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Checking the Box

Published by GrahamLewis in the blog Reflections on My Golden River. Views: 84

This is sort of related to my earlier post on motivation, and it's more of a rant than an observation, actually.
I'm in my YMCA bike spinning class, and there's a guy, nice enough guy, but he's always kind of chatting, rarely working hard, rarely at the same resistance and speed as the instructor says, just contentedly there, poking along. He has no obvious health issues, he's actually a runner of sorts, and it's no business of mine, but it irks me. Why is he in the class? My guess is that it's an "idea" thing -- he's there because he thinks he should be, it sounds like a good idea. And better than sitting around eating donuts, for sure. But why go through the motions of doing something you don't really want to do? And why undercut the value of the very thing you purportedly are there to do? For yourself for sure, and for others when it annoys the instructor and clouds the atmosphere.

Or on a writer's site I sometimes go to (not this one) where they have a weekly prompt challenge, a 500-word response requested. Invariably one or more visitors will take the topic and run with it for far more than 500 words, saying it's too hard to cut it down, so here, read this. Well, duh. It's supposed to be hard. That's the purpose of it. Again, not my business (though I wish the site would automatically cut off entries at 500 words) but I don't understand the attitude. It's too hard to follow the rule, so I won't. Fine, but you're missing the point, missing the whole reason for being there, to practice writing succinctly. If you're just looking for prompts or a place to try to show off your writing, then do it somewhere else.

I think it's an intellectual conceit, a way to convince oneself that he or she is doing something that sounds good, checking the box on a list of inauthentic goals, pretending to be doing something you have no real desire to do in order to pretend to be something you are not (or pretend not to be something you are).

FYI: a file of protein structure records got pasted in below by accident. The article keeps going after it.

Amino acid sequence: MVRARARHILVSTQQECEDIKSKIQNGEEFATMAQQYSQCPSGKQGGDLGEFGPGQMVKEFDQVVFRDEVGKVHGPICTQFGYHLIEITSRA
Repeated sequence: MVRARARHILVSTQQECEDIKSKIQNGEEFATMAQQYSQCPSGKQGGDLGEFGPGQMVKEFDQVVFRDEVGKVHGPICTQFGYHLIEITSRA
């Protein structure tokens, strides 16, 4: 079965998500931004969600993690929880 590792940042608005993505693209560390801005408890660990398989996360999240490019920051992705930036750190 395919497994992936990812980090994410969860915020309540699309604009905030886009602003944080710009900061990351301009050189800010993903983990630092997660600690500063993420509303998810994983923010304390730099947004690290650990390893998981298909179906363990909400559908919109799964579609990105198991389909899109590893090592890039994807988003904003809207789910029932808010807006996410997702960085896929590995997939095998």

As I said, it's not really my business when other people do these things. But it irks me. And only unwillingness to come across as a curmudgeon (present company excepted, I feel free to share this with you) stops me from speaking out. Why do these people think it's of value to play the game without really paying the price? Don't they know they are simply assuming a role while pretending to do something and in fact doing that something half-assedly?

I suppose it bothers me so much because I can look back over my own life and see many times that I made myself try to do something because it seemed I should, whether it be read a book I hated or try to care about something that didn't really matter to me, or sound a certain way or act a certain way. To simply have been a pretentious phony.

My motivation during those times being to be something other than myself. To check a box on a self-imposed list, as though that would somehow bring me closer to self-acceptance.

It don't work. Not now, and never did.
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  • GrahamLewis
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